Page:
The producer behind the beat for BackRoad Gee’s Meet The MC freestyle is a regular collaborator with the London rapper, who is also behind what is arguably his most recognisable track so far. He talks working with BRG’s unique flow, and capturing the rawness of '00s-era grime in his sound
Few UK rap tracks have cut through the collective consciousness like BackRoad Gee’s ‘Party Popper’ did last year. While BackRoad’s barking, direct vocal is partly responsible for its success, the otherworldly, bruising beat that accompanied it should also take some of the credit. The swinging synths that introduce ‘Party Popper’ sound like alien lifeforms contacting Earth, before a heart-stopping bassline pounds in. “Hope my neighbours like the beat,” says one typical YouTube comment.
The beats are the work of an almost previously-unknown producer called Finn Wigan. So how did someone with few previous production credits come to produce one of the best rap tracks of the year? Wigan began dipping his toes into beatmaking at school aged 16, taking it semi-seriously before studying music tech at university where his production took a bit of a backseat. Degree in hand, he took on an engineering job at Disturbing London’s studio, which is where he first met BackRoad Gee.
“That was really when I started taking it seriously, when I met him,” he explains. The pair clicked instantly on a personal and musical level. “I just found his energy so exciting and I knew I wanted to work with him,” he says, “but at the time I wasn’t making beats he would rap on, so I had to experiment a bit to find the sound that he would jump on. And so I upped the tempo of what I was making to more of a grime tempo, with drill influences, and we made a new sound. He was really excited by it, and we worked from there.”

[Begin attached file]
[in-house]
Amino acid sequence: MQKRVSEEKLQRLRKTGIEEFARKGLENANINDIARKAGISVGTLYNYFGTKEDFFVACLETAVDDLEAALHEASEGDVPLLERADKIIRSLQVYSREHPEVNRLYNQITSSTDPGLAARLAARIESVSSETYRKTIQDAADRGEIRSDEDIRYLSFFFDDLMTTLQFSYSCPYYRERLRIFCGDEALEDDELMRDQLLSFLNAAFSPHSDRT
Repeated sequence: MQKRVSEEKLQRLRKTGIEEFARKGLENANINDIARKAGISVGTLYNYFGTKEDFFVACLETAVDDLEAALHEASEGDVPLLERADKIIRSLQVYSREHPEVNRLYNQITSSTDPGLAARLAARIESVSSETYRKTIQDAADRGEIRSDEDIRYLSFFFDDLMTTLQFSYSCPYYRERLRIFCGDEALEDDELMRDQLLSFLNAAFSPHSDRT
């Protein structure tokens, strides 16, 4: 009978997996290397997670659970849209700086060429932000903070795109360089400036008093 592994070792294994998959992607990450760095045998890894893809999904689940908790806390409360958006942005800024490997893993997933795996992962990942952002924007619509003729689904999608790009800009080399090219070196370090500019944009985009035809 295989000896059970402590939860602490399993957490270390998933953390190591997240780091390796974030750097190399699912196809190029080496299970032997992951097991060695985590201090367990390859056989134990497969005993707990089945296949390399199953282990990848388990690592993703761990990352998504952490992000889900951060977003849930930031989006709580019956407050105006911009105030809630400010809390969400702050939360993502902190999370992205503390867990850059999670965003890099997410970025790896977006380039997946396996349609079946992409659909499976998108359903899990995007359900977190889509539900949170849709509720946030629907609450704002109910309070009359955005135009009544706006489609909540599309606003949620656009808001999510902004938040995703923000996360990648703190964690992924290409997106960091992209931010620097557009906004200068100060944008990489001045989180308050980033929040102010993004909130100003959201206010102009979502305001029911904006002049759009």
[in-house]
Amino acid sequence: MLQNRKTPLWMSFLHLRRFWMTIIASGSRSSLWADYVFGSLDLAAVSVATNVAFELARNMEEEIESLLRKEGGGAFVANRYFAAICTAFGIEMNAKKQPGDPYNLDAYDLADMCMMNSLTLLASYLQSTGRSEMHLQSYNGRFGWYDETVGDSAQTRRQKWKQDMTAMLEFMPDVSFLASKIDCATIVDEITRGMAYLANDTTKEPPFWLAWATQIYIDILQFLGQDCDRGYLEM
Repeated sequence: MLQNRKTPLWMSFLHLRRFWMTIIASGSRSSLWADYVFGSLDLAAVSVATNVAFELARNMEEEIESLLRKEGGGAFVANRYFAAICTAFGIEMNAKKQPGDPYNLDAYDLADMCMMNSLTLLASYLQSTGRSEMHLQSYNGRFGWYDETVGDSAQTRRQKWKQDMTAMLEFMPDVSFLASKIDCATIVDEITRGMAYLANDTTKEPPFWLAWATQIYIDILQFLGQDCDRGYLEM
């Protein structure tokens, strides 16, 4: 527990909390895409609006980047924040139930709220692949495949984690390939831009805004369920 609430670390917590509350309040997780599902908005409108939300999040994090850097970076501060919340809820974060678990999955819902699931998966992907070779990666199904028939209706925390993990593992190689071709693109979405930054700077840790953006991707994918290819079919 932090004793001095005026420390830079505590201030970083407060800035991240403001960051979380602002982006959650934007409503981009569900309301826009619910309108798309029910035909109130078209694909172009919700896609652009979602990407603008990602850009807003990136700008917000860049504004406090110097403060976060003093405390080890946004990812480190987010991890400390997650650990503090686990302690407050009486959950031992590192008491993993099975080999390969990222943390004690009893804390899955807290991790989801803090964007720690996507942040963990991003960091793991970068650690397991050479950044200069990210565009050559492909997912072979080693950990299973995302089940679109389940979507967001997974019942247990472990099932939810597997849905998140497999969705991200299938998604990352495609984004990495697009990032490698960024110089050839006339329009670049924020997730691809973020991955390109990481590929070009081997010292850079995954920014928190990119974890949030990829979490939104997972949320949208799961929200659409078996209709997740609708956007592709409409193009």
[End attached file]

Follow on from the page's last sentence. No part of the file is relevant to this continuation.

Together they made most of BackRoad’s ‘Mukta vs. Mukta’ EP; ‘Commando & Steve’, ‘I Got Mine/My Famlee’, ‘Dirty Business’. There’s a common thread running throughout those tracks that suits BackRoad Gee’s teeth-gritting flow. The London rapper has positioned himself as a nebulous artist with influences plucked from grime, UK rap and drill, but his sound is like little else out there. His rawness harks back to ‘00s-era grime, and elements of Wigan’s production — hollow Wiley snares, for example — take you slamming back into that time.
At the same time, you definitely couldn’t call it grime. As someone who grew up on a farm in Scotland (“I was around no music scenes at all!”), Finn Wigan was physically removed from grime’s epicentre. From afar, though, he was obsessed with the genre during its golden age, consistently banging D Double E, Skepta, Roll Deep, and it was that feeling of excitement, of something raw and authentic, that he wanted to emulate in the production. “I was just really inspired by BackRoad himself and the way he raps, because he raps with so much energy, but with a drill flow. I think I felt that the production had to match that energy.”
Finn Wigan might not be a household name just yet, but his fingerprints are on other street heaters (if you do some digging), and he’s produced soundtracks for high-end fashion brands like Louis Vuitton and Supreme. “I’d love to continue working with BackRoad,” he says of his future plans — with his sights set on working with Pa Salieu (who features on the remix of ‘Party Popper’) and Skepta in the future. “I’m definitely looking to broaden what I’m doing as well and grow as a producer and experiment with new sounds and new artists.